In 2006, pressured by hilsa shortage in the country, Bangladesh imposed a ban on exports to India. The ban was lifted in 2008 under the South Asian Preferential Treaty Agreement. But the Bangladesh government decided to put a price to the country’s prized catch. It fixed the minimum price of hilsa weighing between 600 gm and one kg at US $6 per kg, that between a kg to 1.5 kg at US $8 and that weighing over 1.5 kg at US $12. “Most Indian importers who prefer the bigger variety do not want to buy fish at that price. Things were much better in 2005 when we sold hilsa at US $2-5,” Sikder explained adding that he has barely exported any hilsa this year.
“We have asked the government to bring down the prices to the 2005 level. The government gives incentives to shrimp exporters, we should get some as well,” Islam said hollering for tea and waving away fishermen asking for money.
Kolkata, Gujarat and Mumbai
In Kolkata, Syed Anwar Maqsood, secretary of the West Bengal Fish Importer’s Association, talked of changing trends. “We still get 60-70 per cent of our ilish from Bangladesh, but things are changing,” he said. About 10 years ago, more than 80 per cent of hilsa came from across the border. But Bangladeshi hilsa has become expensive. “Now close to 30 per cent of hilsa in Kolkata comes from Bharuch and other places in Gujarat,” Maqsood explained.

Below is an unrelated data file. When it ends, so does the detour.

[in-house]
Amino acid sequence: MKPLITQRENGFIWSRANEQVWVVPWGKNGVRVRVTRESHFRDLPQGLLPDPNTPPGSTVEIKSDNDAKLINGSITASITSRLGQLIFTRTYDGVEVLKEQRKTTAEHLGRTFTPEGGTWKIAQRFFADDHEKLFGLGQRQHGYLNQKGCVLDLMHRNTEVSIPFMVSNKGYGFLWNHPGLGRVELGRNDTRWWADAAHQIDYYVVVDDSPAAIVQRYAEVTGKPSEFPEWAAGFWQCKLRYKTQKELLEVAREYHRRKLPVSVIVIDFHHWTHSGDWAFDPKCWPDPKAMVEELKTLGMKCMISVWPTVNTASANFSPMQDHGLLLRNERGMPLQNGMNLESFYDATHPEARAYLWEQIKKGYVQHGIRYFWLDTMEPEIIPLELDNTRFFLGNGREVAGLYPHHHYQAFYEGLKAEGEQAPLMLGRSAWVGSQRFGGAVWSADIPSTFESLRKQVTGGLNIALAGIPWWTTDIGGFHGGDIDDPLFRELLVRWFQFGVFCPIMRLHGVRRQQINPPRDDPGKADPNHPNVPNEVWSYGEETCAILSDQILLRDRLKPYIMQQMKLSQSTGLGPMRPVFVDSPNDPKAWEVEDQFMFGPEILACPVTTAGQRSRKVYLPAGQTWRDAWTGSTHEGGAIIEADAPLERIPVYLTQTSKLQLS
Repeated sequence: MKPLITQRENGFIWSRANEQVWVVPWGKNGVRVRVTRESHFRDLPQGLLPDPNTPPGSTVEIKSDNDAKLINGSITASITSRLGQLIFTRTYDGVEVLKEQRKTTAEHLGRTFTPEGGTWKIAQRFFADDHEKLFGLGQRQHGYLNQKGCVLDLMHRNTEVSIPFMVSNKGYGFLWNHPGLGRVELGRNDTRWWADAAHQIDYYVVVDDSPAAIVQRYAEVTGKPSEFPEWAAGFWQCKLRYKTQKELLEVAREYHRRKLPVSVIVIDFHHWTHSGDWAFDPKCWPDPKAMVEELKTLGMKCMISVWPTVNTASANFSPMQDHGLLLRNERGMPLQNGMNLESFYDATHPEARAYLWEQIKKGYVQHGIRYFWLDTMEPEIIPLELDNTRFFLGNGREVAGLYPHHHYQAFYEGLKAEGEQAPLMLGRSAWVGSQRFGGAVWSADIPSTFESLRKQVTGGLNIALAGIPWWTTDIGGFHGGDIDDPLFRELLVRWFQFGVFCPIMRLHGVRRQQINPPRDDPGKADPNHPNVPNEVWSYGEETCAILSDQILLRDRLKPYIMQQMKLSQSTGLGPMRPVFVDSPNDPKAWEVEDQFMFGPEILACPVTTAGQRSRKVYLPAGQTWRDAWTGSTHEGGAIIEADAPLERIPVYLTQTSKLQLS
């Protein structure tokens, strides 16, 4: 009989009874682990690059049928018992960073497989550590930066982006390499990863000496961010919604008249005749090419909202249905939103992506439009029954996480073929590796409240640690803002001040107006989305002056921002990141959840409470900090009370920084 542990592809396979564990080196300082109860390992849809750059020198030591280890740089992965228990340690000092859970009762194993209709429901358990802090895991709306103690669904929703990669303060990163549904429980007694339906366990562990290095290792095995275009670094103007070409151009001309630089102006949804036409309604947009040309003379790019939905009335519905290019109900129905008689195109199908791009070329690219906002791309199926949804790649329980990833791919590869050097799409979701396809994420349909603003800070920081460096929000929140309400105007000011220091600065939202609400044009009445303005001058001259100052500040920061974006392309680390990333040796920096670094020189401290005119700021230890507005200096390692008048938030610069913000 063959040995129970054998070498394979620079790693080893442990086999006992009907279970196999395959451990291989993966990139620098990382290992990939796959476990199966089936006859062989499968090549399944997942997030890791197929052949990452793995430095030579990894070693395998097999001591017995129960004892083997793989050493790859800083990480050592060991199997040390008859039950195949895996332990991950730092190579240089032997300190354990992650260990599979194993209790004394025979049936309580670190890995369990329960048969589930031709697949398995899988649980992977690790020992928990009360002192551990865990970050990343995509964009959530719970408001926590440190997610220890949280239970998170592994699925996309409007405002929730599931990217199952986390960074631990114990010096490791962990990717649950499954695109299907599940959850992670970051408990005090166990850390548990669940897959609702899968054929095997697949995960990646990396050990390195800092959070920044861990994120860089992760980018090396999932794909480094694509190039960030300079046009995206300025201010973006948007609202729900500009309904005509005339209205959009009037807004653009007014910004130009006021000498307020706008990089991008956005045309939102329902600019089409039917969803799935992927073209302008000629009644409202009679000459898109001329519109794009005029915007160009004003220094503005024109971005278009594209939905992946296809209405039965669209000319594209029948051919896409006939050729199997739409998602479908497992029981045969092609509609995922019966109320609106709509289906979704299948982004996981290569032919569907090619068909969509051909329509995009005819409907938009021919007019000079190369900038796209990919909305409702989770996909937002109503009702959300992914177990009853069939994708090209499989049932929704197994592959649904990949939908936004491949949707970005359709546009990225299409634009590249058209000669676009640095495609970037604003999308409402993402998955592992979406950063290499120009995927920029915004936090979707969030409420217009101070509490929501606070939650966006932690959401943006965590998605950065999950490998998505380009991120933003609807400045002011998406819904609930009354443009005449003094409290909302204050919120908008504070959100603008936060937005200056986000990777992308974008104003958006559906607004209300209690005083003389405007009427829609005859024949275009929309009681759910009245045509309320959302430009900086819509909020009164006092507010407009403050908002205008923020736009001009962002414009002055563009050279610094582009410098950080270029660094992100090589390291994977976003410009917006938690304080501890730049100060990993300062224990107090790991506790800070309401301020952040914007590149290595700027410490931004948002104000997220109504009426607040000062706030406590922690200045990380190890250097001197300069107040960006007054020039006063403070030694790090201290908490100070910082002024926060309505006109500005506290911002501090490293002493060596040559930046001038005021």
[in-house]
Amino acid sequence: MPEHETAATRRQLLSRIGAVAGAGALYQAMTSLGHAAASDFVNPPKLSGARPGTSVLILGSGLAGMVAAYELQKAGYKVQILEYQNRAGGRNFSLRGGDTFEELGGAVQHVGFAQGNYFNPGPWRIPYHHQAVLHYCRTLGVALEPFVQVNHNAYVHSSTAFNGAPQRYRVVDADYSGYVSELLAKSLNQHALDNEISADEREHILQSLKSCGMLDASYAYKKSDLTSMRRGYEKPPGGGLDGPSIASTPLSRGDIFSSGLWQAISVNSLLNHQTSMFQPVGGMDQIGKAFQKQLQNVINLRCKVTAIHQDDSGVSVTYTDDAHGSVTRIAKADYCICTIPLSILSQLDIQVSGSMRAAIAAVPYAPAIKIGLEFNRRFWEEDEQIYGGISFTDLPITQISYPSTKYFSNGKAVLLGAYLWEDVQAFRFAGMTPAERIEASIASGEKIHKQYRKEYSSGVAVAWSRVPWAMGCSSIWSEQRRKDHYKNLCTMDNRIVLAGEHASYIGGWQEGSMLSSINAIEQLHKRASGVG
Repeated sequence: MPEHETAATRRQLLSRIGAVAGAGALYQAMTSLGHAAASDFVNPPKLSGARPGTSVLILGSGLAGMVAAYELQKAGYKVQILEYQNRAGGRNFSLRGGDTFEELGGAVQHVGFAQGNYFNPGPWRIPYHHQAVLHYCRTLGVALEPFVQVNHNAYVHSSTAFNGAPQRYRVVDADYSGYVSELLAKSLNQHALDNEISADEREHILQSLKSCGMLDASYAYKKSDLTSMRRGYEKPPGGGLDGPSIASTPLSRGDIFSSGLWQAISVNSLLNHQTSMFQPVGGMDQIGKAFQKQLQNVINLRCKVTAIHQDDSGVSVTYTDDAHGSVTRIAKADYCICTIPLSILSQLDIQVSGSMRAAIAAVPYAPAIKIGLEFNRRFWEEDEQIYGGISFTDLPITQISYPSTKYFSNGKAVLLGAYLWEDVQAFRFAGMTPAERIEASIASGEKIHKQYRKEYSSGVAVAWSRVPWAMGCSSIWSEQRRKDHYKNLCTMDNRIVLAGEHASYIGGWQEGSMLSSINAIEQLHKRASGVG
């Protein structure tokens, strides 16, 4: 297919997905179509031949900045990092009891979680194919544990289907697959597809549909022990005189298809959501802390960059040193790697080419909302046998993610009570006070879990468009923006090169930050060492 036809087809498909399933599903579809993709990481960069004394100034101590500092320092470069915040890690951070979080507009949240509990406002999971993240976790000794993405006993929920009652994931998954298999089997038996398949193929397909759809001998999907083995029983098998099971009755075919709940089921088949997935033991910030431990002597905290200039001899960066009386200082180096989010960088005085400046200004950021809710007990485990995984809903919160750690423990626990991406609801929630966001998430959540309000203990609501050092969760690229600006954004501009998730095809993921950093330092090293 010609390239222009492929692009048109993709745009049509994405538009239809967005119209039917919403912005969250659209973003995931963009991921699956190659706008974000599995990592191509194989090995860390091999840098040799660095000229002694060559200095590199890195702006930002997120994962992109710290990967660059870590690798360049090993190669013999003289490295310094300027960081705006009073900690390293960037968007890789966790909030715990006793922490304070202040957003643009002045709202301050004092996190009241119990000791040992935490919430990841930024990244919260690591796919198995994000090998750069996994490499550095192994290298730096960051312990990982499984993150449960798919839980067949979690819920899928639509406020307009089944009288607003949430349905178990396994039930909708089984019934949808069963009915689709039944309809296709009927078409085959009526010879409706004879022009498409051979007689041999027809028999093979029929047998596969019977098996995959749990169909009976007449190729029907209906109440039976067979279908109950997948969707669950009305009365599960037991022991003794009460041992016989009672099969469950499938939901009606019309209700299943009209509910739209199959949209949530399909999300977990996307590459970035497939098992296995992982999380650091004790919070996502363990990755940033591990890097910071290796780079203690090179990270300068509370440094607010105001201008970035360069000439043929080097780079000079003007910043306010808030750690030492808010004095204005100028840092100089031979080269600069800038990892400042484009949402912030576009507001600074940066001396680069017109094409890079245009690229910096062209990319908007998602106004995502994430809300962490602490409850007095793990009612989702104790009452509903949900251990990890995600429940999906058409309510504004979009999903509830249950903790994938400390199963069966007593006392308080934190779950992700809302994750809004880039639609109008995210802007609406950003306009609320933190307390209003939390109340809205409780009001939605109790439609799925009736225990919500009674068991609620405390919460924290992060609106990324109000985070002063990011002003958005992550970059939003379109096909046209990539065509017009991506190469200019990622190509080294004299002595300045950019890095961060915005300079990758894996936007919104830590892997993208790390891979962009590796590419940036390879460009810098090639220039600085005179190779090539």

For Shaukat Aziz who runs Chand International, a firm in Mumbai that exports fish to Kolkata, this means boom time. “Hilsa from the Tapti river at Bharuch sells between Rs 300 and Rs 400 per kg in Kolkata markets. Fish from the Narmada is priced about the same,” he said. Hilsa was not a major item on Chand’s list till even five years ago. “Our turnover from hilsa has doubled in the last three or four years,” he said.
It’s a development that Maqsood does not quite like. The Gujarat hilsa tastes bland, compared to the plump and oily Bangladeshi variety. But then the businessman takes over the fish connoisseur. “We have to forgo the sweet river hilsa from Bangladesh. Prices of that variety have skyrocketed to Rs 800- Rs 2,000 a kg. The fish importer believes in the next five years hilsa from Gujarat will overtake the Bangladeshi variety.